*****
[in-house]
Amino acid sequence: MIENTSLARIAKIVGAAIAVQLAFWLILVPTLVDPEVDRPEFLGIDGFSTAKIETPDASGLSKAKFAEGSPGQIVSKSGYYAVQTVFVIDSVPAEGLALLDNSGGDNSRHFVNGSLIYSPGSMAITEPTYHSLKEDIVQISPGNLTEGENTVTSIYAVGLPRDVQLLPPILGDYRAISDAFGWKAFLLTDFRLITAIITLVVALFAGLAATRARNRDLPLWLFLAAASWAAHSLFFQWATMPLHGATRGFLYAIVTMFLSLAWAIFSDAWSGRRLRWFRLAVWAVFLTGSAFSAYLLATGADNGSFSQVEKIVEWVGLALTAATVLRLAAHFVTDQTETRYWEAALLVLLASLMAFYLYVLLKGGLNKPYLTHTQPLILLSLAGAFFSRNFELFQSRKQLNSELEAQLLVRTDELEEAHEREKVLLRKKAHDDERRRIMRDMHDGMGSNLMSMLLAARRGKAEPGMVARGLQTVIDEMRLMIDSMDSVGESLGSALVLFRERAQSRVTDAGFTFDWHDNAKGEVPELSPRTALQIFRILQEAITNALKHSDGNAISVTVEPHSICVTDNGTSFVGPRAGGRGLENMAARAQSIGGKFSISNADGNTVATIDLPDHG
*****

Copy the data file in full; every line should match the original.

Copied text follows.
[in-house]
Amino acid sequence: MIENTSLARIAKIVGAAIAVQLAFWLILVPTLVDPEVDRPEFLGIDGFSTAKIETPDASGLSKAKFAEGSPGQIVSKSGYYAVQTVFVIDSVPAEGLALLDNSGGDNSRHFVNGSLIYSPGSMAITEPTYHSLKEDIVQISPGNLTEGENTVTSIYAVGLPRDVQLLPPILGDYRAISDAFGWKAFLLTDFRLITAIITLVVALFAGLAATRARNRDLPLWLFLAAASWAAHSLFFQWATMPLHGATRGFLYAIVTMFLSLAWAIFSDAWSGRRLRWFRLAVWAVFLTGSAFSAYLLATGADNGSFSQVEKIVEWVGLALTAATVLRLAAHFVTDQTETRYWEAALLVLLASLMAFYLYVLLKGGLNKPYLTHTQPLILLSLAGAFFSRNFELFQSRKQLNSELEAQLLVRTDELEEAHEREKVLLRKKAHDDERRRIMRDMHDGMGSNLMSMLLAARRGKAEPGMVARGLQTVIDEMRLMIDSMDSVGESLGSALVLFRERAQSRVTDAGFTFDWHDNAKGEVPELSPRTALQIFRILQEAITNALKHSDGNAISVTVEPHSICVTDNGTSFVGPRAGGRGLENMAARAQSIGGKFSISNADGNTVATIDLPDHG